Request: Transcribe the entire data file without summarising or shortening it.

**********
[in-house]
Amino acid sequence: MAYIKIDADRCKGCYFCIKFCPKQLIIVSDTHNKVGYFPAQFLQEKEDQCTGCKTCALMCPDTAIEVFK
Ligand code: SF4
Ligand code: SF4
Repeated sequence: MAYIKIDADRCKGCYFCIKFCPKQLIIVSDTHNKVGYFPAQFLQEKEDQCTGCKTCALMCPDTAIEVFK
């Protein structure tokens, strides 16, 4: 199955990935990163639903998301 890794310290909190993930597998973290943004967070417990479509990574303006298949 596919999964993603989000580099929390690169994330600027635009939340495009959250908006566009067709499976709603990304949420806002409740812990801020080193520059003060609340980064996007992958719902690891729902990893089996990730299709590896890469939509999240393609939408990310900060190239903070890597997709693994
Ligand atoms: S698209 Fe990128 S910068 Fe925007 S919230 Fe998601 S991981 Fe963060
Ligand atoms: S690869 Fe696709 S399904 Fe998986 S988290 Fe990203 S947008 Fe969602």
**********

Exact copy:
[in-house]
Amino acid sequence: MAYIKIDADRCKGCYFCIKFCPKQLIIVSDTHNKVGYFPAQFLQEKEDQCTGCKTCALMCPDTAIEVFK
Ligand code: SF4
Ligand code: SF4
Repeated sequence: MAYIKIDADRCKGCYFCIKFCPKQLIIVSDTHNKVGYFPAQFLQEKEDQCTGCKTCALMCPDTAIEVFK
């Protein structure tokens, strides 16, 4: 199955990935990163639903998301 890794310290909190993930597998973290943004967070417990479509990574303006298949 596919999964993603989000580099929390690169994330600027635009939340495009959250908006566009067709499976709603990304949420806002409740812990801020080193520059003060609340980064996007992958719902690891729902990893089996990730299709590896890469939509999240393609939408990310900060190239903070890597997709693994
Ligand atoms: S698209 Fe990128 S910068 Fe925007 S919230 Fe998601 S991981 Fe963060
Ligand atoms: S690869 Fe696709 S399904 Fe998986 S988290 Fe990203 S947008 Fe969602």